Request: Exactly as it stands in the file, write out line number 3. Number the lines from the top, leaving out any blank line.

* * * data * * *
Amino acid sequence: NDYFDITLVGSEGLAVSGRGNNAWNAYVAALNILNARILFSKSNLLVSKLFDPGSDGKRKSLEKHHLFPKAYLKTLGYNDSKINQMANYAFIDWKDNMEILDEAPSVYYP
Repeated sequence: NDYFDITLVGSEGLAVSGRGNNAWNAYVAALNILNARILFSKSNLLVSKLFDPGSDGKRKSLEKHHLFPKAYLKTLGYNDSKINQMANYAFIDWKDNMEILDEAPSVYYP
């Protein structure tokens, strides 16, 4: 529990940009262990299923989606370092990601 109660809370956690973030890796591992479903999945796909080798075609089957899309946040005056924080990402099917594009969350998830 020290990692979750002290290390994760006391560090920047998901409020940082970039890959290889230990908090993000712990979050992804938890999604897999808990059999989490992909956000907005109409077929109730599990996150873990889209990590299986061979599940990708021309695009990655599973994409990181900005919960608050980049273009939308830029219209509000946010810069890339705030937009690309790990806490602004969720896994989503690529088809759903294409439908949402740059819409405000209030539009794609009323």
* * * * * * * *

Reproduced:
């Protein structure tokens, strides 16, 4: 529990940009262990299923989606370092990601 109660809370956690973030890796591992479903999945796909080798075609089957899309946040005056924080990402099917594009969350998830 020290990692979750002290290390994760006391560090920047998901409020940082970039890959290889230990908090993000712990979050992804938890999604897999808990059999989490992909956000907005109409077929109730599990996150873990889209990590299986061979599940990708021309695009990655599973994409990181900005919960608050980049273009939308830029219209509000946010810069890339705030937009690309790990806490602004969720896994989503690529088809759903294409439908949402740059819409405000209030539009794609009323």